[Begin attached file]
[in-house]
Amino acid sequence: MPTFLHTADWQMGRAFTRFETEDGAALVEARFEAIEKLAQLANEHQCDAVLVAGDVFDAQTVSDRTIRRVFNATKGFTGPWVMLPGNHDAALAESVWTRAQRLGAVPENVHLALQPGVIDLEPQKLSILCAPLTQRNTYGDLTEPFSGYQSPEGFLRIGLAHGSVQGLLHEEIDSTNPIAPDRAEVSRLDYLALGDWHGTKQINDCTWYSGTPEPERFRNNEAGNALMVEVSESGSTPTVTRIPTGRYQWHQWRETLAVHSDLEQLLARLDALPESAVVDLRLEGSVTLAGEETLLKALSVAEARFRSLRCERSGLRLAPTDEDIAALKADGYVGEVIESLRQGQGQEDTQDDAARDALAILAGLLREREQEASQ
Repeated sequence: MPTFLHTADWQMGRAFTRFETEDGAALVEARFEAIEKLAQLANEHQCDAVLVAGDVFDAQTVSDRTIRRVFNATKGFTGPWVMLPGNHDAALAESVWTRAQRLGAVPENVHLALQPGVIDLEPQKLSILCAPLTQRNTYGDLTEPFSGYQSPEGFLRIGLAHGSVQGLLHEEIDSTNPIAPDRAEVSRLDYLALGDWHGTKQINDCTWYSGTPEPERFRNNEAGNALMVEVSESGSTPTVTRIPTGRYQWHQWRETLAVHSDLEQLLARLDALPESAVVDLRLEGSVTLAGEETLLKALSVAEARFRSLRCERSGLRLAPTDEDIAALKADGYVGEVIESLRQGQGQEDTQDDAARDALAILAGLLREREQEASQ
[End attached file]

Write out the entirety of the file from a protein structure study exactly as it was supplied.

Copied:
[in-house]
Amino acid sequence: MPTFLHTADWQMGRAFTRFETEDGAALVEARFEAIEKLAQLANEHQCDAVLVAGDVFDAQTVSDRTIRRVFNATKGFTGPWVMLPGNHDAALAESVWTRAQRLGAVPENVHLALQPGVIDLEPQKLSILCAPLTQRNTYGDLTEPFSGYQSPEGFLRIGLAHGSVQGLLHEEIDSTNPIAPDRAEVSRLDYLALGDWHGTKQINDCTWYSGTPEPERFRNNEAGNALMVEVSESGSTPTVTRIPTGRYQWHQWRETLAVHSDLEQLLARLDALPESAVVDLRLEGSVTLAGEETLLKALSVAEARFRSLRCERSGLRLAPTDEDIAALKADGYVGEVIESLRQGQGQEDTQDDAARDALAILAGLLREREQEASQ
Repeated sequence: MPTFLHTADWQMGRAFTRFETEDGAALVEARFEAIEKLAQLANEHQCDAVLVAGDVFDAQTVSDRTIRRVFNATKGFTGPWVMLPGNHDAALAESVWTRAQRLGAVPENVHLALQPGVIDLEPQKLSILCAPLTQRNTYGDLTEPFSGYQSPEGFLRIGLAHGSVQGLLHEEIDSTNPIAPDRAEVSRLDYLALGDWHGTKQINDCTWYSGTPEPERFRNNEAGNALMVEVSESGSTPTVTRIPTGRYQWHQWRETLAVHSDLEQLLARLDALPESAVVDLRLEGSVTLAGEETLLKALSVAEARFRSLRCERSGLRLAPTDEDIAALKADGYVGEVIESLRQGQGQEDTQDDAARDALAILAGLLREREQEASQ